Geografisk Tidsskrift, Bind 52 (1952 - 1953)

The Sediments and the Transport of Debris in the Graadyb Tidal Area.

Kaj Hansen.

I. The sediments.

The Graadyb between the island Fanø and the peninsula Skallingen is the fairway to Esbjerg and the northernmost tidal channel in the Danish Waddensea. The greater part of its tidal area is the bay Ho Bugt with the two channels Hobo Dyb to the west and Hjerting Dyb to the cast of the island Langli. Between Fanø and the Jutish coast the channel Havnedyb runs southward to the Knudedyb Tidal Area.

The Graadyb is about 1 km wide betwTeen Skallingen and Søren Jessens Sand. The depth is generally about llm with a few deeper depressions going down to 17 m below sea level. In the North Sea immidiate to the west of Graadyb is a submerse sand bar where the depths are only 4—545 m, and an artificial channel has therefore steady to be kept open by dredging, out of regard to the traffic to the port of Esbjerg. The depths in this channel are 7—B78 m.

Table I and fig. 2 showT the results of the granulometric analyses of bottom samples taken with the "van Veen Grap" in two crosssections of Graadyb. One between Skallingen and Søren Jessens Sand, the other between Langli Sand and Fanø.

The three samples from the middle of the channel make a special groupe considerably coarser than the others. The middle-grain size is larger than 300 jx and the contents of components coarser than 1 mm varies from 4-19 per cent. The cumulative curve (339) represents an analyse of the same sample as the curve (338) after treatment with diluted hydroclorid acid and it shows that the contents of shells do not play any role for the frequence of the grainsize. The rolled pebbles of clay in the sample (338) are obvious

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Fig. 1. Sample stations in the Graadyb tidal area.

analogous to the pebbles of integlacial Yoldia-clay mentioned by A. JESSEN1) from the beach by Blaavandshuk. JESSEN supposes the pebbles are broken up from Yoldia-clay in situ on Hornsrev in the North Sea.

The four samples from the slope of the channel suggest that there is a clear difference between the northern and the southern side, and that Graadyb is eroding in the slope towards Fanø whereas Langli Sand is built up of the fine wadden sand with a middle grain size about 100 [i mixed with small quantities of silt and clay.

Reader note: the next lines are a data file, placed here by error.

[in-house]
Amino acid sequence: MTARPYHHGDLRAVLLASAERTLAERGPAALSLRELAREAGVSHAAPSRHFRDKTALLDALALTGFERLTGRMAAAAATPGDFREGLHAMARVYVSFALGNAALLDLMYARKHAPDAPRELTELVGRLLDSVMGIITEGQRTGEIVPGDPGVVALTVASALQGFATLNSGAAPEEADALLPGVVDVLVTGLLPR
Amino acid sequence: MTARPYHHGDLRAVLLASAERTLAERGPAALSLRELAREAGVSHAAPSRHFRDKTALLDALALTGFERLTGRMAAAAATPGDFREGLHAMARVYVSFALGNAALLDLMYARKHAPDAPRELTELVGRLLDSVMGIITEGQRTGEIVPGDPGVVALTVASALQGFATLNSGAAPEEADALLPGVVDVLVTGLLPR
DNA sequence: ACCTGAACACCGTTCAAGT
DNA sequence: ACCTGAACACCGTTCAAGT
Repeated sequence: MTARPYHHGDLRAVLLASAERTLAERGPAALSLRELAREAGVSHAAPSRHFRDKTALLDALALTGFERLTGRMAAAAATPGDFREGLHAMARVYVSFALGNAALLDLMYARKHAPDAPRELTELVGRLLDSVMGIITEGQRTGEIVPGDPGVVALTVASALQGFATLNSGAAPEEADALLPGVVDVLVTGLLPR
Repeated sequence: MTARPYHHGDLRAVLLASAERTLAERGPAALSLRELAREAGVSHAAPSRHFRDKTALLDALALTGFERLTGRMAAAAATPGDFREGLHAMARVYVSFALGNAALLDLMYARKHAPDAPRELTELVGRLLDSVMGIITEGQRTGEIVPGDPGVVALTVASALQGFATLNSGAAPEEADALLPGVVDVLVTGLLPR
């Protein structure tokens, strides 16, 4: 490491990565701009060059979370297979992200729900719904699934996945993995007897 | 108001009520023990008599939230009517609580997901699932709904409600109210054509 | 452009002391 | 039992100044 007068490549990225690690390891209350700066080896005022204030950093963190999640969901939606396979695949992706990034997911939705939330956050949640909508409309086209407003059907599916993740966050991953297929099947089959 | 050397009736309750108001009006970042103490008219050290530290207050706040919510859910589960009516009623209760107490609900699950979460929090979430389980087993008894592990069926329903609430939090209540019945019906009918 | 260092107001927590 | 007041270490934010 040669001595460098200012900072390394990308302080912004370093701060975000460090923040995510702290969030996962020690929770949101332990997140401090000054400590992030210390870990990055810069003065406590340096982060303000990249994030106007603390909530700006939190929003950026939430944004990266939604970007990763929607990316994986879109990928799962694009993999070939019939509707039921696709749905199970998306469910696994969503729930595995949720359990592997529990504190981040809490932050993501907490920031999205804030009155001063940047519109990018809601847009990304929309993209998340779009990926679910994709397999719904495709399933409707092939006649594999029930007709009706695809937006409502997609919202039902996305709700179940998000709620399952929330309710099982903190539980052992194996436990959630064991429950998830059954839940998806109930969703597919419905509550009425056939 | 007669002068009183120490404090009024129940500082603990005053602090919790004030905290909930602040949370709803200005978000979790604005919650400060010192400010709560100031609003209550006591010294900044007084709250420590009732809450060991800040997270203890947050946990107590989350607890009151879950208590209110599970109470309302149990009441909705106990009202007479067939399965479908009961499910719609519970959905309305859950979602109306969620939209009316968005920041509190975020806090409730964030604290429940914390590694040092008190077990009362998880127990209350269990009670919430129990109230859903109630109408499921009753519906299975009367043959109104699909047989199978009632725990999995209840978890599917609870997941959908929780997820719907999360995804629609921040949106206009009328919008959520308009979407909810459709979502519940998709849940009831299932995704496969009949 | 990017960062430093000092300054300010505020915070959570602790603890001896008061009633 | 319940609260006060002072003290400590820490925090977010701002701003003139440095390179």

The diagram shows that the frequency curves have two maximas,
and that means that the sediment is mixed up by two components.
The finest of them has a middle grain size of about 94 and is the

1) JESSEN, A.: Beskrivelse til geologisk Kort over Danmark. Kortbladet Blaavandshuk. Danmarks geologiske Undersøgelse. 1. Række. Nr. 16. 1925.

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Fig. 2. Cumulative curves of bottom samples from Graadyb


Table I.

present wadden sand going to and fro with the tidal currents. The
coarser one originates probably from older layer in which Graadyb
has been eroded.2)

Hjerting Dyb.

Hjerting Dyb is 400—500 m wide by the entrance and 14 m deep,
but further to the north the depth decreases and by the village

2) HANSEN, KAJ: Preliminary report on the sediments in the Danish Wadden Sea. Medd. fra Dansk geologisk Forening. Bd. 12. Hefte 1. København 1951.

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Fig. 3. Cumulative curves of samples from the tidal flats by Lilho.

Hjerting it is only 3 m. The slopes of the channel are mostly very
steep. Table II and fig. 3, 4 and 5 illustrates the granulometric

The three samples from the middle of the channel (328, 330, 333) all consist of wadden sand; (328) with a little contents of gravels, (333) with a rather large amount of silt + clay. This indicates at any rate that some sedimentation takes place or that the bottom of the channel probably is covered with a thin layer of fine sand


Fig. 4. Cumulative curves of samples from the outher part of Hjerting Dyb.

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Table 11.

which is continuously wandering to and fro with the changing tidal

In close connection to this groupe are the samples (321, 322, 323) from the wadden by Lilho. The samples (321, 322) are taken on the othermost edge of the wadden in some mytilus banes, which gives them their rather large contents of silt + clay.

Another groupe includes the samples (324, 329, 331). All of them are taken on the wadden around the village Hjerting or from the slope of the tidal channel. The frequence curves have in all cases two maximas and the sediment is here too a mixture of wadden sand and older deposits. It is remarcable that the sand on the beach especially to the north of Hjerting is noticeable coarse.